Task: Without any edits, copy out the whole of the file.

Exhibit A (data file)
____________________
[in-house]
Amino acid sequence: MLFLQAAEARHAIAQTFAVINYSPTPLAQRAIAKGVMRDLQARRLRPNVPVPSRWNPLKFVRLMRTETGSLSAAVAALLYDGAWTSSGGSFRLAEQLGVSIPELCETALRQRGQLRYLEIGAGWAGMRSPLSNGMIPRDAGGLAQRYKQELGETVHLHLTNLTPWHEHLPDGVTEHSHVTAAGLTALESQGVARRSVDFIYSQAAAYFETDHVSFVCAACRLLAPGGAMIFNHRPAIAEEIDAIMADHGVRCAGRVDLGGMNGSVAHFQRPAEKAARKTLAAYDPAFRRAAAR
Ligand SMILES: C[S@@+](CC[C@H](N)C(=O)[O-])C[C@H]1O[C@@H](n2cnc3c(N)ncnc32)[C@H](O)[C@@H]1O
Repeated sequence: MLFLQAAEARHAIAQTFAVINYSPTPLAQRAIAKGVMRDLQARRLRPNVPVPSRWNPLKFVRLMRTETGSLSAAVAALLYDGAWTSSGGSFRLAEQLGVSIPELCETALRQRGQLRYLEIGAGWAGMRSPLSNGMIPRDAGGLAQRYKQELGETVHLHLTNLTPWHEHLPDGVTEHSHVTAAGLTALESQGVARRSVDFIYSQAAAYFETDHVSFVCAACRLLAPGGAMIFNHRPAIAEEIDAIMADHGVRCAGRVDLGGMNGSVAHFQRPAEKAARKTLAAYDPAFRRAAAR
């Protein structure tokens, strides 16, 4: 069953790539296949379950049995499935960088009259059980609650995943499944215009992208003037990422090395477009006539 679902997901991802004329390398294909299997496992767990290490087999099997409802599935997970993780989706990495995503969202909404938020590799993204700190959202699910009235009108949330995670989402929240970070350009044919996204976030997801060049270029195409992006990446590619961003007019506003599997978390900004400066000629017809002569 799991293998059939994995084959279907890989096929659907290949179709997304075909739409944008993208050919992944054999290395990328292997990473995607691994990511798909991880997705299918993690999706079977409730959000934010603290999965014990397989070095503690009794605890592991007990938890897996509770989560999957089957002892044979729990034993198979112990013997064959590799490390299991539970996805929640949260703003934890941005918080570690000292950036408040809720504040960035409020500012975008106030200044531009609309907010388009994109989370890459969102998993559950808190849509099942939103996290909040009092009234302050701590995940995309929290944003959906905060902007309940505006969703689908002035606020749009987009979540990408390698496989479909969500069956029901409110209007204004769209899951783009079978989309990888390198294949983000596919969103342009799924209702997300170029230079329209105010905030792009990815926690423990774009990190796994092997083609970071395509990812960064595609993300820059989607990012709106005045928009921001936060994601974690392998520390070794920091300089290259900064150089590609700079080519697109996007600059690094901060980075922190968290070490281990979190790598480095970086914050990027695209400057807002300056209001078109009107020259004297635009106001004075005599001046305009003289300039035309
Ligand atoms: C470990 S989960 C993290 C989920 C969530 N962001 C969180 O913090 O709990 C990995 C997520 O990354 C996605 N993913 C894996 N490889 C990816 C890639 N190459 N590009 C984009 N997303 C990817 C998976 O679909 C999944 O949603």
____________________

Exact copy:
[in-house]
Amino acid sequence: MLFLQAAEARHAIAQTFAVINYSPTPLAQRAIAKGVMRDLQARRLRPNVPVPSRWNPLKFVRLMRTETGSLSAAVAALLYDGAWTSSGGSFRLAEQLGVSIPELCETALRQRGQLRYLEIGAGWAGMRSPLSNGMIPRDAGGLAQRYKQELGETVHLHLTNLTPWHEHLPDGVTEHSHVTAAGLTALESQGVARRSVDFIYSQAAAYFETDHVSFVCAACRLLAPGGAMIFNHRPAIAEEIDAIMADHGVRCAGRVDLGGMNGSVAHFQRPAEKAARKTLAAYDPAFRRAAAR
Ligand SMILES: C[S@@+](CC[C@H](N)C(=O)[O-])C[C@H]1O[C@@H](n2cnc3c(N)ncnc32)[C@H](O)[C@@H]1O
Repeated sequence: MLFLQAAEARHAIAQTFAVINYSPTPLAQRAIAKGVMRDLQARRLRPNVPVPSRWNPLKFVRLMRTETGSLSAAVAALLYDGAWTSSGGSFRLAEQLGVSIPELCETALRQRGQLRYLEIGAGWAGMRSPLSNGMIPRDAGGLAQRYKQELGETVHLHLTNLTPWHEHLPDGVTEHSHVTAAGLTALESQGVARRSVDFIYSQAAAYFETDHVSFVCAACRLLAPGGAMIFNHRPAIAEEIDAIMADHGVRCAGRVDLGGMNGSVAHFQRPAEKAARKTLAAYDPAFRRAAAR
């Protein structure tokens, strides 16, 4: 069953790539296949379950049995499935960088009259059980609650995943499944215009992208003037990422090395477009006539 679902997901991802004329390398294909299997496992767990290490087999099997409802599935997970993780989706990495995503969202909404938020590799993204700190959202699910009235009108949330995670989402929240970070350009044919996204976030997801060049270029195409992006990446590619961003007019506003599997978390900004400066000629017809002569 799991293998059939994995084959279907890989096929659907290949179709997304075909739409944008993208050919992944054999290395990328292997990473995607691994990511798909991880997705299918993690999706079977409730959000934010603290999965014990397989070095503690009794605890592991007990938890897996509770989560999957089957002892044979729990034993198979112990013997064959590799490390299991539970996805929640949260703003934890941005918080570690000292950036408040809720504040960035409020500012975008106030200044531009609309907010388009994109989370890459969102998993559950808190849509099942939103996290909040009092009234302050701590995940995309929290944003959906905060902007309940505006969703689908002035606020749009987009979540990408390698496989479909969500069956029901409110209007204004769209899951783009079978989309990888390198294949983000596919969103342009799924209702997300170029230079329209105010905030792009990815926690423990774009990190796994092997083609970071395509990812960064595609993300820059989607990012709106005045928009921001936060994601974690392998520390070794920091300089290259900064150089590609700079080519697109996007600059690094901060980075922190968290070490281990979190790598480095970086914050990027695209400057807002300056209001078109009107020259004297635009106001004075005599001046305009003289300039035309
Ligand atoms: C470990 S989960 C993290 C989920 C969530 N962001 C969180 O913090 O709990 C990995 C997520 O990354 C996605 N993913 C894996 N490889 C990816 C890639 N190459 N590009 C984009 N997303 C990817 C998976 O679909 C999944 O949603």